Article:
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Building the Family Nest: A Collective Household Model with Competing Pre-Marital Investments and Spousal Matching


  • Randall P. Walsh
  • Murat F. Iyigun


We develop a model of the household in which spousal incomes are determined by pre-marital investments, the marriage market is charaterized by assortative matching, and endogenously-determined sharing rules form the basis of intra-household allocations. By incorporating pre-marital investments and spousal matching into the collective household model, we are able to (a) establish the welfare implications of the collective model for pre-marital choices and spousal matching and (b) identify the fundamental determinants of endogenously-determined and maritally sustainable intra-marital sharing rules. In particular, we find that all sharing rules along the assortative order support unconditionally efficient outcomes where both pre-marital investments and intra-household allocations are efficient. We also show that, for each couple, the marriage market generates a unique and maritally sustainable sharing rule that is a function of the distribution of pre-marital endowments and the sex ratios in the market.

Suggested Citation

  • Randall P. Walsh & Murat F. Iyigun, 2004. "Building the Family Nest: A Collective Household Model with Competing Pre-Marital Investments and Spousal Matching," 2004 Meeting Papers 168, Society for Economic Dynamics.
  • Handle: RePEc:red:sed004:168

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    References listed on IDEAS

    1. Bernardino Adão & Isabel Correia & Pedro Teles, 2003. "Gaps and Triangles," Review of Economic Studies, Oxford University Press, vol. 70(4), pages 699-713.
    2. Bernardino Adão & Isabel Horta Correia & Pedro Teles, 2004. "Instruments of Monetary Policy," Economic Bulletin and Financial Stability Report Articles, Banco de Portugal, Economics and Research Department.
    3. Roger E. A. Farmer, 1999. "Macroeconomics of Self-fulfilling Prophecies, 2nd Edition," MIT Press Books, The MIT Press, edition 2, volume 1, number 0262062038, January.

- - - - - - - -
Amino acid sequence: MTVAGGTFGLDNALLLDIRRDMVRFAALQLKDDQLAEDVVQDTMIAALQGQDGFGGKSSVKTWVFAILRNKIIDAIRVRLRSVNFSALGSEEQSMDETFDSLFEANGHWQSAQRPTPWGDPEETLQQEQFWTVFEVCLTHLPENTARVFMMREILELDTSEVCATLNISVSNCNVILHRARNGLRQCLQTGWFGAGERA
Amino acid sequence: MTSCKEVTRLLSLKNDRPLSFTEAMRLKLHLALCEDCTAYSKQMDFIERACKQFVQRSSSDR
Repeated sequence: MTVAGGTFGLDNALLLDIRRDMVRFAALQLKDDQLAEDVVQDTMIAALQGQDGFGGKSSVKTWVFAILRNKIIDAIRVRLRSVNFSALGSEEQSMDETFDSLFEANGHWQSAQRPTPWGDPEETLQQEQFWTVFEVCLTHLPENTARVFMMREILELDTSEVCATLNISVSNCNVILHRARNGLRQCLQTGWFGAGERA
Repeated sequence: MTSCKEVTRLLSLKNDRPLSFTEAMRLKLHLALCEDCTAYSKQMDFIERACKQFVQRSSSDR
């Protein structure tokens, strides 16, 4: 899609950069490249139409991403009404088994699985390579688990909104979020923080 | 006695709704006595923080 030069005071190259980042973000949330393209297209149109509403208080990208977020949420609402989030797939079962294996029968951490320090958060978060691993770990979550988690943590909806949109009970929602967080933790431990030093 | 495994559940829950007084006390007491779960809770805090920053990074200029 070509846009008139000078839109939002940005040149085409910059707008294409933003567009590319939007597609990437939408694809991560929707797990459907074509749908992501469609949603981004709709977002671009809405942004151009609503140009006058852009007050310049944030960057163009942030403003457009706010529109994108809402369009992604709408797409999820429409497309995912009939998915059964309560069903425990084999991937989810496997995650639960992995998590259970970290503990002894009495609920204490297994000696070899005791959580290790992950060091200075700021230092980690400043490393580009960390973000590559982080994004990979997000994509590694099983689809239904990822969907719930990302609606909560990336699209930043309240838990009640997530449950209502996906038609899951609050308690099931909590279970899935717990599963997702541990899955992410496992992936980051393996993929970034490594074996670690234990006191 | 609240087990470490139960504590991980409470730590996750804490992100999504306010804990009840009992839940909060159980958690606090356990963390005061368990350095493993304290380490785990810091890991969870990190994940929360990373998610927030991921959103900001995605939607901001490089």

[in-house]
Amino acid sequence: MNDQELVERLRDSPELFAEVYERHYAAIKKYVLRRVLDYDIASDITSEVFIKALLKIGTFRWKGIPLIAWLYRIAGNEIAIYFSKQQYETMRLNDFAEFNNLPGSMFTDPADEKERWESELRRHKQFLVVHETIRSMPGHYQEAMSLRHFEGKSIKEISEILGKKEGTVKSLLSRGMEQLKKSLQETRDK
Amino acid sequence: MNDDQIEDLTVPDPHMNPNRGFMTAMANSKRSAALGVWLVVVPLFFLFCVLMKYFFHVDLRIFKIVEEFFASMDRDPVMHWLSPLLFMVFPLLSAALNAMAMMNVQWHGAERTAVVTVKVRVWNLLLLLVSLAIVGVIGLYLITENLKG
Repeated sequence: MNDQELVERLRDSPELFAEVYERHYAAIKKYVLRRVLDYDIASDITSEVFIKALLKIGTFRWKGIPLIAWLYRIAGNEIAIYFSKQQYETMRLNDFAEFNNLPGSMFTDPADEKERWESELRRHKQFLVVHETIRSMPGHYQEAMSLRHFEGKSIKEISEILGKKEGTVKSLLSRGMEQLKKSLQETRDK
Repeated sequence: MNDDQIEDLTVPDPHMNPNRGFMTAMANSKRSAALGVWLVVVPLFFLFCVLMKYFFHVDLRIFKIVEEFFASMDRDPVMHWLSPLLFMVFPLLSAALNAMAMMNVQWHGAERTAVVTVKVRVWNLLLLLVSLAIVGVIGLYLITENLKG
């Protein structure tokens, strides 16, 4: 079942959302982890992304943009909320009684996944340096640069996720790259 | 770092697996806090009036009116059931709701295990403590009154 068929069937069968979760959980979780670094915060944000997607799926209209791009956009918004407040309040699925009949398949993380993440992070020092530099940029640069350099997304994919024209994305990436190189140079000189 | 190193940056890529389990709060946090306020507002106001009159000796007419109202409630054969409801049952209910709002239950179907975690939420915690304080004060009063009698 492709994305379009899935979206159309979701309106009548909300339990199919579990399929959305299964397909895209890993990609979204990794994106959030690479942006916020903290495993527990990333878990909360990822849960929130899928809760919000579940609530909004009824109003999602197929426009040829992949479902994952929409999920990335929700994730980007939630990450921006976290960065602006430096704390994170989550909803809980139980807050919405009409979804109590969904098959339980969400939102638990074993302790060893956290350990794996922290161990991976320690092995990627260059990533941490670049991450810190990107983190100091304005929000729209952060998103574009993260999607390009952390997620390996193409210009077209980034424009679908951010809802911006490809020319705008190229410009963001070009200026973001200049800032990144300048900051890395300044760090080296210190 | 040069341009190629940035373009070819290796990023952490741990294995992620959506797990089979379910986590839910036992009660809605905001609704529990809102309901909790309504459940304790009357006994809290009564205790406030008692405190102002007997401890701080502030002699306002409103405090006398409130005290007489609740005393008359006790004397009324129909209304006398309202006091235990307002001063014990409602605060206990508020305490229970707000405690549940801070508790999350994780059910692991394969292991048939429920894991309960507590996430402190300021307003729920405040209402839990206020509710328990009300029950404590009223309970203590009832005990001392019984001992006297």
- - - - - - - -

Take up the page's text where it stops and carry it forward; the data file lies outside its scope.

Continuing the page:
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    Cited by:

    1. Matthew J. Baker & Joyce P. Jacobsen, 2007. "Marriage, Specialization, and the Gender Division of Labor," Journal of Labor Economics, University of Chicago Press, vol. 25, pages 763-793.
    2. Daniela Del Boca & Christopher J. Flinn, 2005. "Household Time Allocation and Modes of Behavior: A Theory of Sorts," CHILD Working Papers wp15_05, CHILD - Centre for Household, Income, Labour and Demographic economics - ITALY.
    3. Iyigun, Murat, 2005. "Bargaining and Specialization in Marriage," IZA Discussion Papers 1744, Institute for the Study of Labor (IZA).
    4. Iyigun, Murat & Walsh, Randall P., 2007. "Endogenous gender power, household labor supply and the demographic transition," Journal of Development Economics, Elsevier, vol. 82(1), pages 138-155, January.
    5. Del Boca, Daniela & Flinn, Christopher J., 2014. "Household behavior and the marriage market," Journal of Economic Theory, Elsevier, vol. 150(C), pages 515-550.

    More about this item


    The Collective Model; Marriage; Bargaining; Household Labor Supply;

    JEL classification:

    • C78 - Mathematical and Quantitative Methods - - Game Theory and Bargaining Theory - - - Bargaining Theory; Matching Theory
    • D61 - Microeconomics - - Welfare Economics - - - Allocative Efficiency; Cost-Benefit Analysis
    • D70 - Microeconomics - - Analysis of Collective Decision-Making - - - General

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